The book talks about a time when the task of tending the lamps of the Al-Aqsa mosque in the old city of Jerusalem was given to Jews, a story that sounds so improbable today that it seems more fiction than fact. In India, there are many examples of Islamic rulers being pluralistic in their approach to other religions, although much of the narrative today is about their cruelty and oppression.


In the 15th century lived Zayn-al-Abideen. He ruled over Kashmir and neighbouring regions from 1420 to 1470. He is believed to have revived the tradition of Hindu historiography — the second part of Rajtarangini by Kalhana (a poet who wrote in 12th century) was set to music and popularised under his rule. He also recalled all Hindus (mostly Brahmins) who had been expelled by previous regimes and is believed to have signed a contract with them that they would not act in contravention of what was in their books. Akbar’s is a well-known story but one of the many that the book digs into to understand the nature of tolerance that he sought to establish through his Din-i-ilahi.


In tracing the history of tolerance in Hinduism, from the Vedic period to its present day, Sharma brings out the multi-faceted understanding of the term that the ancient texts provide. One of the strongest descriptors of the pluralistic nature of the religion is found in one of the Rig Vedic hymns, “The truth is one, the sages call it variously.”


However, Sharma dispels a popular notion about Hinduism: that its pluralistic nature derives from its polytheism. That is based on a false presumption, because the many gods in Hinduism have come to represent the various forms of the one and same God. He writes, “Thus a plurality of gods does not denote polytheism in Hinduism but rather the plurality of the forms in which the same one God might appear.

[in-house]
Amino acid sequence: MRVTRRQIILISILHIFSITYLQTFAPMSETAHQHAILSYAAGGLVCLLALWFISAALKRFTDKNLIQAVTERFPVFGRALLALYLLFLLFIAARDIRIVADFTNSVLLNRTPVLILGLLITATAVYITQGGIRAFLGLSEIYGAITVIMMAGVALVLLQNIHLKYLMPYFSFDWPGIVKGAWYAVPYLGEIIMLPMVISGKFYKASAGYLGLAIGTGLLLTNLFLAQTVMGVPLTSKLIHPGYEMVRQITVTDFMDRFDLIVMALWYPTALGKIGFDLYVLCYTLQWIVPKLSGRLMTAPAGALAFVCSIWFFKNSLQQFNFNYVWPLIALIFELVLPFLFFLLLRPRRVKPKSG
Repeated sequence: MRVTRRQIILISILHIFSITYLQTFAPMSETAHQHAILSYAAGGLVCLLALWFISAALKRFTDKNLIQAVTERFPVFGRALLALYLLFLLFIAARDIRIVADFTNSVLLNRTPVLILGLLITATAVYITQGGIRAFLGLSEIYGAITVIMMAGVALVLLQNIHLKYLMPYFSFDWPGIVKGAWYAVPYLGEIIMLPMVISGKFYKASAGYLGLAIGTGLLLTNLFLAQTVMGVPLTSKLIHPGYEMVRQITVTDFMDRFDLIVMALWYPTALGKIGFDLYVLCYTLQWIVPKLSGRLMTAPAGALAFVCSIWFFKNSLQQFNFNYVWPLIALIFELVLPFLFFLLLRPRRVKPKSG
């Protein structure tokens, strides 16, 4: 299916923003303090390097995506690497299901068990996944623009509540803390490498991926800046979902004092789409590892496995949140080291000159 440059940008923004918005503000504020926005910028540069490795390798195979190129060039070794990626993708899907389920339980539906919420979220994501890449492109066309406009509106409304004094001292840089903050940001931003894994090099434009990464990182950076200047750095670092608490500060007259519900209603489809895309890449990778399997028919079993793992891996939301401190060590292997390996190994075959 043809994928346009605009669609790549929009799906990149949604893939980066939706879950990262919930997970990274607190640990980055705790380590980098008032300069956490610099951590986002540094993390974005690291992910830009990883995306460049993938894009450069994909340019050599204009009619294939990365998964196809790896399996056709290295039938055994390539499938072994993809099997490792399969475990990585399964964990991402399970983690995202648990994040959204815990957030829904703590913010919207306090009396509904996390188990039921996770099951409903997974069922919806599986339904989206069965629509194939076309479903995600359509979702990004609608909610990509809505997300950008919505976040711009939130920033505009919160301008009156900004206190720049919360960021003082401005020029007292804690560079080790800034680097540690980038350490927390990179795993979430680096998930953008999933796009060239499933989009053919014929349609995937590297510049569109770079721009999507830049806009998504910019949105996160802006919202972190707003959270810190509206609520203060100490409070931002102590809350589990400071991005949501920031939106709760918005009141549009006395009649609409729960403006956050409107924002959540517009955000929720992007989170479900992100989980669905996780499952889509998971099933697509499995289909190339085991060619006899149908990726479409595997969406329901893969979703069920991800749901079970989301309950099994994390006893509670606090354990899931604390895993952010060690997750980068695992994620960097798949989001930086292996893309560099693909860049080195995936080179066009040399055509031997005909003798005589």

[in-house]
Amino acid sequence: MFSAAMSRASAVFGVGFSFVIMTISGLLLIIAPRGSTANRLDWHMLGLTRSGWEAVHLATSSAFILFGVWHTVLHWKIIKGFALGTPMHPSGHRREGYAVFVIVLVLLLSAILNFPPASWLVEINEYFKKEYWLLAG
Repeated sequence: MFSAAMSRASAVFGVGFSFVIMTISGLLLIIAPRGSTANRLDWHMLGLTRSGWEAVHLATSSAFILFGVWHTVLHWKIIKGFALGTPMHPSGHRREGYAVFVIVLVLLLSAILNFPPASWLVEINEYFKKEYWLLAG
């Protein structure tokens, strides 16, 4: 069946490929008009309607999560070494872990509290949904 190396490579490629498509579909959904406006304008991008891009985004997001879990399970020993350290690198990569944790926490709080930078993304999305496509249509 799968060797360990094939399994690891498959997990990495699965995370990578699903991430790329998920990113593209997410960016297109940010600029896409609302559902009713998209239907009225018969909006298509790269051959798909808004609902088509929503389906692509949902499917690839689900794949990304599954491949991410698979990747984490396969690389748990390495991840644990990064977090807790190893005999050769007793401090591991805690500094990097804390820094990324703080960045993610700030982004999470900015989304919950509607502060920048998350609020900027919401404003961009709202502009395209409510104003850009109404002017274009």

A new word such as polyformism may have to be coined, or an older word, polymorphism, may have to be invoked, to be set beside polytheism to provide the corrective.”


The book peels off the complex nature of religious tolerance, layer by layer, burrowing its way into areas that often get overlooked when examined through a political or identity-led discourse. For instance, the ability of people in parts of Southeast Asia and even India to follow multiple religions is not understood when placed within a narrative that sees religions to be mutually incompatible and exclusive. And yet there are many examples in China, Japan and even in parts of India and Pakistan where rituals and practices from one religion are a part of another. But these examples are all swept off the table when held against a single standard measure of religious identity.


Tolerance, the book tells us, is a part of every religion; but so is intolerance. If countries have to work towards a more humane world, the political leadership would have to look beyond the hate-inducing aspects and turn to the pluralistic and merciful avatars, because as Sharma writes, in every period and under every ruler, “the state of intolerance is determined by the State”.